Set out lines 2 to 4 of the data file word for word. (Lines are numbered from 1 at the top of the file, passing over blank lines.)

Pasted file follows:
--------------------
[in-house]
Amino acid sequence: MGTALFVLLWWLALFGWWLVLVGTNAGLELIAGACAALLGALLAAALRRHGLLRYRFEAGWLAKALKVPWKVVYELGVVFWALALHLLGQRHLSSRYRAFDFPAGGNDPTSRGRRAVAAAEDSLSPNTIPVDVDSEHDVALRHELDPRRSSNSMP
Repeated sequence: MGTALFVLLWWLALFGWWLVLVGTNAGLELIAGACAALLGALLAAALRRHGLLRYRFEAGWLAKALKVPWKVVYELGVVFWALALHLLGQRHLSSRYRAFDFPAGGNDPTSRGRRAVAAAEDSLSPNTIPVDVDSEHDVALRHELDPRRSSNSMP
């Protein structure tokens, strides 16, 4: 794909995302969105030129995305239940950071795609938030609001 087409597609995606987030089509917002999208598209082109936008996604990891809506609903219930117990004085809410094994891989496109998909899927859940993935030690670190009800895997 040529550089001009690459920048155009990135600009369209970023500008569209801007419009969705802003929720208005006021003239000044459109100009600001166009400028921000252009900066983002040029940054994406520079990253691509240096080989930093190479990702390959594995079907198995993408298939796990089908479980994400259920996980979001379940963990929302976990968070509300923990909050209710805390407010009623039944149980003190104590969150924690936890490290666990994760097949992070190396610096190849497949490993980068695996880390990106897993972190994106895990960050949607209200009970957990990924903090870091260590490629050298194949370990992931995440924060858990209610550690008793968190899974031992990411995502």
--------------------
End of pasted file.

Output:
Amino acid sequence: MGTALFVLLWWLALFGWWLVLVGTNAGLELIAGACAALLGALLAAALRRHGLLRYRFEAGWLAKALKVPWKVVYELGVVFWALALHLLGQRHLSSRYRAFDFPAGGNDPTSRGRRAVAAAEDSLSPNTIPVDVDSEHDVALRHELDPRRSSNSMP
Repeated sequence: MGTALFVLLWWLALFGWWLVLVGTNAGLELIAGACAALLGALLAAALRRHGLLRYRFEAGWLAKALKVPWKVVYELGVVFWALALHLLGQRHLSSRYRAFDFPAGGNDPTSRGRRAVAAAEDSLSPNTIPVDVDSEHDVALRHELDPRRSSNSMP
């Protein structure tokens, strides 16, 4: 794909995302969105030129995305239940950071795609938030609001 087409597609995606987030089509917002999208598209082109936008996604990891809506609903219930117990004085809410094994891989496109998909899927859940993935030690670190009800895997 040529550089001009690459920048155009990135600009369209970023500008569209801007419009969705802003929720208005006021003239000044459109100009600001166009400028921000252009900066983002040029940054994406520079990253691509240096080989930093190479990702390959594995079907198995993408298939796990089908479980994400259920996980979001379940963990929302976990968070509300923990909050209710805390407010009623039944149980003190104590969150924690936890490290666990994760097949992070190396610096190849497949490993980068695996880390990106897993972190994106895990960050949607209200009970957990990924903090870091260590490629050298194949370990992931995440924060858990209610550690008793968190899974031992990411995502």